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“A lot of people think that the United States is the best place in the world to have a baby, and that’s just not true. It’s the most dangerous place in the developed world to have a baby.” This statement by artist and birth justice advocate Michelle Hartney may sound like an exaggeration, but it’s hard to argue with the statistics. Hartney is part of a growing movement fighting for women’s right to choose when it comes to their maternal health care.

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I had a great time chatting with Larry Drake on WSCA’s Seacoast Currents show this morning. We talked about how I got started with political activism and advocacy, and what I learned from Planned Parenthood’s national volunteer summit, The Power of Pink (#PinkOutTheVote). 

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Political power is everything. But nearly 25 years after “The Year of the Woman,” U.S. women have just 20 percent representation in the Senate and 19.3 percent in the House.

Here in New Hampshire, we gained headlines in 2013 with phrases like “… In New Hampshire, Women Rule!” when we became the first state in history to send an all-female delegation to Washington. But here at home, New Hampshire women make up just about a third of our state’s legislative representatives (33 percent in the House and 37.5 percent in the Senate). When we look at mayors, an even smaller percentage, just 16.7 percent, are women. Nationally, New Hampshire ranks fifth out of 50 states in political gender equality. So relatively speaking, New Hampshire women aren’t nearly as underrepresented as women are in the rest of the country. But is that really the best we can do?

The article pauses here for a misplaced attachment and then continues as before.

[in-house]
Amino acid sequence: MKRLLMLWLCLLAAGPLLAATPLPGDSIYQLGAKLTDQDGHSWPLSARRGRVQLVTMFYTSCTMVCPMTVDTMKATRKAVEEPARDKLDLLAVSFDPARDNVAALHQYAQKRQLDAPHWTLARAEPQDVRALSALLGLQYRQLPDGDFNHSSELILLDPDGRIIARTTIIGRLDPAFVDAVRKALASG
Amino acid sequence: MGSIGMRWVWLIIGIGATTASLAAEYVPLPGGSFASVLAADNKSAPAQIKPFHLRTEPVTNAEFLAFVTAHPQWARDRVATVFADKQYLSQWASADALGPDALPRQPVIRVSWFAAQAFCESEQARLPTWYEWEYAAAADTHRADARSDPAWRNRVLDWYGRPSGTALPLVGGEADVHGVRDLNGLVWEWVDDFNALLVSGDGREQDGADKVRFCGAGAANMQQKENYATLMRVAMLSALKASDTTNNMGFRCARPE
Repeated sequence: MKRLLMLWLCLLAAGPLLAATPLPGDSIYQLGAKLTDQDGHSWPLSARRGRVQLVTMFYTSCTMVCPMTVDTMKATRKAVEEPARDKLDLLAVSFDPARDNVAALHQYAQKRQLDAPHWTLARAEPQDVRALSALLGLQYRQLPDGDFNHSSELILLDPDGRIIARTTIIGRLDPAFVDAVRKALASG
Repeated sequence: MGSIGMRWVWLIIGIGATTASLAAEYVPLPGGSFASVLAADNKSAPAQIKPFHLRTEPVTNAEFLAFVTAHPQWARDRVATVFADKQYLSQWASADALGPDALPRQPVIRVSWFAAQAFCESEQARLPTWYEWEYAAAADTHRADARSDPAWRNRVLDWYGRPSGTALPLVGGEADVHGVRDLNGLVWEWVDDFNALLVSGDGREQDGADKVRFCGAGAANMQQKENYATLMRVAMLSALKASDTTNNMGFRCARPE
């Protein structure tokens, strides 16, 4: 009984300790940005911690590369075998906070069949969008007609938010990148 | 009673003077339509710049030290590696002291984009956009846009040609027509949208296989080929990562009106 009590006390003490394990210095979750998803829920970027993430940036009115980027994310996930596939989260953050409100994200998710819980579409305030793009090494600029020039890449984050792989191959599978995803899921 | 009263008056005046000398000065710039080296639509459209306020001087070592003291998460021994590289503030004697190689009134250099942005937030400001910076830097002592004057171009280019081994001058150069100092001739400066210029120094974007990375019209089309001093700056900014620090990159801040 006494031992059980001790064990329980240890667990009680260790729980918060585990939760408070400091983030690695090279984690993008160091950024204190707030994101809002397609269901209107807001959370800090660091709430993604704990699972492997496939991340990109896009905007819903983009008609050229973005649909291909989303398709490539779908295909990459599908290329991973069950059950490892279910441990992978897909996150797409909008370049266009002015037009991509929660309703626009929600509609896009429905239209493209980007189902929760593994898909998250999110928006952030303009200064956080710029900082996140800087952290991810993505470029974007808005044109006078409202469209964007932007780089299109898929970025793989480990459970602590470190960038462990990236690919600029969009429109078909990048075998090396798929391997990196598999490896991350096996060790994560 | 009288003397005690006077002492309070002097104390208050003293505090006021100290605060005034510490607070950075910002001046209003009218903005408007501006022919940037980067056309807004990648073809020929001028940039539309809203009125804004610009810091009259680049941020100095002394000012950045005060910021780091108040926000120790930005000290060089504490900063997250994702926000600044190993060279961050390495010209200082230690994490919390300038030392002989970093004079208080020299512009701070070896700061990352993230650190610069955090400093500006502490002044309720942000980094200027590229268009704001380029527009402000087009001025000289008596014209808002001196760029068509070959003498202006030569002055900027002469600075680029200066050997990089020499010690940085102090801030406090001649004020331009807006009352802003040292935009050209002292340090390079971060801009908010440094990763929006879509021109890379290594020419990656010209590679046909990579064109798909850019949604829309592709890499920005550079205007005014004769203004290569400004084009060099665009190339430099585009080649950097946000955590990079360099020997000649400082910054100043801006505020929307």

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TEDx Portsmouth Brings Community to the Edge
250 People Pack 3S Artspace for a Day of Talks, Technology & more

Saturday, May 7, 2015 — Portsmouth, NH // A crowd of over 200 engaged community members came together Friday to celebrate the sharing of ideas at the fourth annual TEDx event in Portsmouth, with the theme “On the Edge.” The crowd size was double the size of the previous three years, and was filled with representatives of local businesses, nonprofits, educational institutions, as well as artists, musicians and students from local high schools and colleges.

The event featured 10 speakers that ranged from scientists, authors, judges and psychometricians who brought talks that ranged from sustainable clothing, spiritual depth, football, sexual violence prevention and Dungeons & Dragons. Speakers included authors Steve Almond and Ethan Gilsdorf,’s Maxine Bédat, explorer Zand Martin and NH Chief Justice of the Superior Court Tina Nadeau. Performances by local renowned musician Randy Armstrong and dancer Lissa Curtis with dancers from Northeastern Ballet Theatre. It was a day filled with emotion, inspiration, humor and passion. People got to experience cutting-edge technology and picture themselves on the edge of survival.

Videos of all presentations will be posted on and on the TEDx Talks YouTube channel in the coming weeks.

One speaker was 16-year-old Muskan Kumari, a youth ambassador from Pakistan who arrived in the US in August of 2015. She has spent the last 9 months in Goffstown, New Hampshire as a part of the Kennedy-Lugar Youth Exchange & Study (YES) Abroad program. Her father travelled from Pakistan to Portsmouth to see her speak at the event. “I can change the world; you can change the world,” she told a rapt audience after sharing that her misconceptions about the United States were changed after spending time here, and expressing her desire to do the same about American’s misconceptions about her home country.